The Bureau of Economic Analysis on Wednesday put out its third estimate of first-quarter GDP growth in the U.S., revising its prior reading of 2.4 percent down to 1.8 percent. The report also revised growth in personal consumption from 3.4 percent down to 2.6 percent, citing slower than expected personal consumption expenditures as well as a decline in imports and exports.
Stocks were already on their way up, however, and were pushed further in that direction. Investors have been reacting positively to comments from various Federal Reserve officials who have been reassuring markets by walking back the perceived “hawkishness” of Chairman Ben Bernanke’s statements in a press conference last week to the effect that the end of quantitative easing could come as early as one year from now.
A great part of the Fed’s reassurances have hinged on the fact that, taper or not, fiscal stimulus would continue to be the rule of the day until such time as employment and inflation meet targets that still appear to be far off on the horizon. This is potentially creating a situation in which disappointing economic data points are actually seen as a positive on Wall Street, as it presumably guarantees the continuation of the Central Bank’s asset purchases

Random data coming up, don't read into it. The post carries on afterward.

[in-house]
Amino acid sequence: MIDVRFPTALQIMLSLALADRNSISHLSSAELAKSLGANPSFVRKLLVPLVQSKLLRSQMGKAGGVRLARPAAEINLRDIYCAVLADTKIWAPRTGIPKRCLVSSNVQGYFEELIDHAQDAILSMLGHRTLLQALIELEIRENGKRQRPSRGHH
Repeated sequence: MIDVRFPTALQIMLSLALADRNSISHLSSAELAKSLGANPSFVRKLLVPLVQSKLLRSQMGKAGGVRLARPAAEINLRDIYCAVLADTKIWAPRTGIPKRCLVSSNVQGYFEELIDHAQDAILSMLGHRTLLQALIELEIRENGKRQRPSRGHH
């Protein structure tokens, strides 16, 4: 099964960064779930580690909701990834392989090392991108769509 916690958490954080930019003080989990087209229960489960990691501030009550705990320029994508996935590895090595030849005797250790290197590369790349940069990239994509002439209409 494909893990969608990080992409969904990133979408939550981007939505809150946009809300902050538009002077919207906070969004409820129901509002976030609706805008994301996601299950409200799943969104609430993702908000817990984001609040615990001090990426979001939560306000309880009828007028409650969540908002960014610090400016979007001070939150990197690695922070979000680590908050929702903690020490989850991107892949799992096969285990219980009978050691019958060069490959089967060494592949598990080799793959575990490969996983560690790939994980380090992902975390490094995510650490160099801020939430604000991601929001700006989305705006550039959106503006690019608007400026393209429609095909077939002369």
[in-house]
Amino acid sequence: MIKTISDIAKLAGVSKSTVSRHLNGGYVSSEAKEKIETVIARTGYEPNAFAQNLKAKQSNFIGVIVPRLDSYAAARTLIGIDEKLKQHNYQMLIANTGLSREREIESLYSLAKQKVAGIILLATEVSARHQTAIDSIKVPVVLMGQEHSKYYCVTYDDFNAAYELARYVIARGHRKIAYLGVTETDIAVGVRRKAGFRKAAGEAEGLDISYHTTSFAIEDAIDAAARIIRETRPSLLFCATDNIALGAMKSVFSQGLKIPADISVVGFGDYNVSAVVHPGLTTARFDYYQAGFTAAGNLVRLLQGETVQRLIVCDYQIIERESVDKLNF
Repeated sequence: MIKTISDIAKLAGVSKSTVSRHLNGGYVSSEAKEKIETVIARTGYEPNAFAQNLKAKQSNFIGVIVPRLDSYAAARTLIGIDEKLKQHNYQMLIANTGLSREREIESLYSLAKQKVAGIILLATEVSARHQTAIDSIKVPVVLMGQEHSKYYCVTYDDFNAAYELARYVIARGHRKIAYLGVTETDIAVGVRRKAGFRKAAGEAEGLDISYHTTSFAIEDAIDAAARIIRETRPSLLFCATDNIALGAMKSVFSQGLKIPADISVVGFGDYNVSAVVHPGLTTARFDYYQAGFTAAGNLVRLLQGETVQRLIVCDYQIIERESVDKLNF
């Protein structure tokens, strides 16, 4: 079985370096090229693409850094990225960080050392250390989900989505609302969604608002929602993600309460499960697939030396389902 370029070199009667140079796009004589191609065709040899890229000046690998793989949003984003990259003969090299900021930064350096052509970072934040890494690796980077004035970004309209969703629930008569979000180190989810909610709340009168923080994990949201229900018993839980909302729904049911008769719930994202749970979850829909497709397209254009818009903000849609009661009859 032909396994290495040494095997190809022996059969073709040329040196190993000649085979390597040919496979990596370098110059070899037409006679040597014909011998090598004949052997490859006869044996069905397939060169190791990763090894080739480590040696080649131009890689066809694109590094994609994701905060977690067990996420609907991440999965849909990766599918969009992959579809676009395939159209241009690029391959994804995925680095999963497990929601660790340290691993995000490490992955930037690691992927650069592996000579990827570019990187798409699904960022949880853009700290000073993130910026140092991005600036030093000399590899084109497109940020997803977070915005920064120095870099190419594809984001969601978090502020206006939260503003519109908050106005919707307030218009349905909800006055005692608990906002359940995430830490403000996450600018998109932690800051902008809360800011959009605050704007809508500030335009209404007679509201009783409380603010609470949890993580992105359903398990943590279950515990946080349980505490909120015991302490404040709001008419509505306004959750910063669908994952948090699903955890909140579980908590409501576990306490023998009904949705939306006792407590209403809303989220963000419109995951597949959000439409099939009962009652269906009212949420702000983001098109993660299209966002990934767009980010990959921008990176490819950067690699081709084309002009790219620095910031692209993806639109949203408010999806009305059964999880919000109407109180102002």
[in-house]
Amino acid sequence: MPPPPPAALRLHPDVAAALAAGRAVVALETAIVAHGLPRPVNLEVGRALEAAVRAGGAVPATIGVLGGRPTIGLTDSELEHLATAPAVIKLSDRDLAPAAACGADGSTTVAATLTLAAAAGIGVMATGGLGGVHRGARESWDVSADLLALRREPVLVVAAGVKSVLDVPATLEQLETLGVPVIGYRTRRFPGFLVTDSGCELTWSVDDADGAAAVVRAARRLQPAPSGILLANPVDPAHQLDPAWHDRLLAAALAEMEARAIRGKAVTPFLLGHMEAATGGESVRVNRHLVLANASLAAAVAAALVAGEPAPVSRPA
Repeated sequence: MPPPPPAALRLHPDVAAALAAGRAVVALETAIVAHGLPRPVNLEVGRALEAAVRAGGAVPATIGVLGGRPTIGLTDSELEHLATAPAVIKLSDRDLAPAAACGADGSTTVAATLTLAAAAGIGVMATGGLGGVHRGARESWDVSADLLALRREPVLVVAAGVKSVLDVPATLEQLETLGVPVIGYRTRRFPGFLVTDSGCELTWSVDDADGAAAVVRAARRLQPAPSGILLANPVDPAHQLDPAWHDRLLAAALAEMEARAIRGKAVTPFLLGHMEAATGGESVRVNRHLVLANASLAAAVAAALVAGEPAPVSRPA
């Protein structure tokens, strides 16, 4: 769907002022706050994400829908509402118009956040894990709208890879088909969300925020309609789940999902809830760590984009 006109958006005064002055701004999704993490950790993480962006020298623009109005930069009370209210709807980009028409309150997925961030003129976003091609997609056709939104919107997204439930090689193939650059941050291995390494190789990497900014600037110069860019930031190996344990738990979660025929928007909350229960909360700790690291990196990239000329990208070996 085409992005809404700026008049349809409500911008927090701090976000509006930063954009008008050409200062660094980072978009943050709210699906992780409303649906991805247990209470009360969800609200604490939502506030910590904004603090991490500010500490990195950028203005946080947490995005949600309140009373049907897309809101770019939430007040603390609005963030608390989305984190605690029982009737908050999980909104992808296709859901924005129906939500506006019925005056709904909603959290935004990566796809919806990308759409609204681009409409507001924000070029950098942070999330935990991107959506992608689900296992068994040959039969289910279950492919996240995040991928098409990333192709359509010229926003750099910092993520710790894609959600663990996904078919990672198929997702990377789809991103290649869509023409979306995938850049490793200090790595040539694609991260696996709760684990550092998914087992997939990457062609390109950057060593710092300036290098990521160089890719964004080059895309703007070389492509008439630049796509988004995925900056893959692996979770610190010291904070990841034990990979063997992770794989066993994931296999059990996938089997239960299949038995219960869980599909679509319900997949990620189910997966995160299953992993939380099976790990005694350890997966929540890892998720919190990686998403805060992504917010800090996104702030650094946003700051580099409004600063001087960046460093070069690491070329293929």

The S&P 500 was up 0.96 percent to close out the day at 1,603.26 points, while the Dow jumped 1.02 percent to end at 14,910.14, and the Nasdaq was up 0.85 percent to 3,376.33 points.
Tech stocks held up the S&P 500, with high-volume gains for Sprint (S), Microsoft (MSFT) and Micron Technology (MU), among others, while all but three of the Dow’s components ended the day in the positive.
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